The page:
Quote:
It's a rainy afternoon when I visit William Shumate at the St. Petersburg Free Clinic. It's a crappy day to go bicycling, but an even worse day to be out walking.

That's why Mad Dog, a homeless man who frequents downtown, has arrived at the Free Clinic to drop off his bicycle. The brakes are shot, he explains to Shumate, and he has an appointment later in the day.

Shumate, better known as "Pops" to St. Pete's homeless citizens, takes the purple 12-speed and heads up to his makeshift bike shop on the Free Clinic's third floor. It's a large loft-like space full of old wheelchairs, walkers and bicycles in various states of disrepair.

"If I get parts for all these, I'd be a happy man," says Shumate, adjusting his baseball cap with greasy, calloused hands.

For the last three years, Shumate has been something of a freelance bike mechanic for St. Pete's homeless. He began in Williams Park with just a pair of channel locks, vice grips and a No. 10 wrench, repairing bikes for free or a pack of cigarettes. Two months ago, a city official who had witnessed Shumate fixing bikes on the steps of City Hall suggested he find a more permanent space. She brought him to the Free Clinic on Eighth Avenue North near MLK, where Executive Director Janet Egbert offered him the unused third-floor loft.

Shumate jumped at the opportunity. Though he still works for free, Shumate, who used to operate a for-profit bike shop out of his Gulfport garage in the '80s, is happy to help even more of the homeless population.

To the average person, bicycles may seem like a luxury. But to the homeless, bikes are as important as bedrolls. Maybe more so. (And not just for escaping tent-slashing cops.)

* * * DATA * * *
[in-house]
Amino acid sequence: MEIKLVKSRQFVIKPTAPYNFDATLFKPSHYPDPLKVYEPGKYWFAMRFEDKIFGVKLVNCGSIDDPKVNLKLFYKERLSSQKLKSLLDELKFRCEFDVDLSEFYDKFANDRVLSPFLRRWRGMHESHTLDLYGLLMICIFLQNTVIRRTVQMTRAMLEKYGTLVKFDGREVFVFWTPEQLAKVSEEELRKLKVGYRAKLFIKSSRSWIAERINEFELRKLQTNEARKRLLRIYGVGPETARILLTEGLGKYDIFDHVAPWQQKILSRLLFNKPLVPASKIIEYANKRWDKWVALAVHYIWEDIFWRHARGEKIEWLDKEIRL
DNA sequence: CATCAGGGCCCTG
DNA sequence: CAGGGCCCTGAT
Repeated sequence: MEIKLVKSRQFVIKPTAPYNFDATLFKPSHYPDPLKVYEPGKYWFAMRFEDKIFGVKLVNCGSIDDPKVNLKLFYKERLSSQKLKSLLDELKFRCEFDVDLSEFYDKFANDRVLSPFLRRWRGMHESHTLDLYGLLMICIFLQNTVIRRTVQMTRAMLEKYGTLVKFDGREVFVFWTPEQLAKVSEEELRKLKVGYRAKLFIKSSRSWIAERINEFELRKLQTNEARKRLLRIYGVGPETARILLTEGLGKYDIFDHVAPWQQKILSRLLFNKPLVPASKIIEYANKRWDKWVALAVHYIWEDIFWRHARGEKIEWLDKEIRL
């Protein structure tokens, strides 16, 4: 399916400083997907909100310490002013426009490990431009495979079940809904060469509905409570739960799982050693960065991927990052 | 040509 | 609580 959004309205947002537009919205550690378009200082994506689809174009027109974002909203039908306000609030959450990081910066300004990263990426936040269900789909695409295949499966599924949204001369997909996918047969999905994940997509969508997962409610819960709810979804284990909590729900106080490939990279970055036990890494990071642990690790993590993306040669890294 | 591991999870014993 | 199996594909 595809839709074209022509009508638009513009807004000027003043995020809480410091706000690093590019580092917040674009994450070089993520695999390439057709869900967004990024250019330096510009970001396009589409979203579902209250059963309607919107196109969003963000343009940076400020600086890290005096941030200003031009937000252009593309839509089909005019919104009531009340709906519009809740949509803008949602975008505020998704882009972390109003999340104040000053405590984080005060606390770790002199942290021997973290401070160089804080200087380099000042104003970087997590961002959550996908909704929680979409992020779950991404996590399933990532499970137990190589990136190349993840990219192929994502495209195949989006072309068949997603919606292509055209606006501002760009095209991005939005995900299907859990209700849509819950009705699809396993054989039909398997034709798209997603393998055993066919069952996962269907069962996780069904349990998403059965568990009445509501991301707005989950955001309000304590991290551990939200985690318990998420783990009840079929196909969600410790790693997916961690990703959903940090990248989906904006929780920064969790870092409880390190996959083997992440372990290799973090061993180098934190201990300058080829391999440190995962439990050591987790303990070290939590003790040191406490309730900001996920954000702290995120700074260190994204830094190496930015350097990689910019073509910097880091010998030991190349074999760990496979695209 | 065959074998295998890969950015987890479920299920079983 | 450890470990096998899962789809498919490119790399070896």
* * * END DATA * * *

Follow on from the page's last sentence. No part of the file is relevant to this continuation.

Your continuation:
May is Bike Month, and homeless advocates want the public to know bicycles are not a want, but a need. In the last six months, two Pinellas County programs have been created to address this need.

"A lot of folks that come to us have no transportation at all," says Victor Ulmer of the Homeless Emergency Project's new Freewheel program in Clearwater. "I mean nothing."

http://cltampa.com/tampa/bicyclesfreedom/Content?oid=2031251
firefly
 
  3  
Reply Mon 26 Dec, 2011 03:19 am
@ossobuco,
Quote:
I'm trying to figure out what happened, how hard is that to talk about?

It's very hard to talk about when we have no idea what happened between the car and the man on the bike that caused them to collide.
ossobuco
 
  1  
Reply Mon 26 Dec, 2011 03:20 am
@firefly,
Call for help? Not everyone has a paid up cell phone.
firefly
 
  3  
Reply Mon 26 Dec, 2011 03:24 am
@hawkeye10,
Quote:
t unsafe homeless riding around the streets at night is in part a product of do-gooderism gone bad

Unsafe drunk drivers are a much more serious problem--a car is a lethal weapon.

0 Replies
 
ossobuco
 
  2  
Reply Mon 26 Dec, 2011 03:26 am
@ossobuco,
I sound like I'm all for the driver, which I'm not. I don't know enough.
ossobuco
 
  2  
Reply Mon 26 Dec, 2011 03:28 am
@firefly,
Apparently easy though to slam the driver.
Not that I disagree, just that I want to hear more.
0 Replies
 
firefly
 
  3  
Reply Mon 26 Dec, 2011 03:28 am
@ossobuco,
Quote: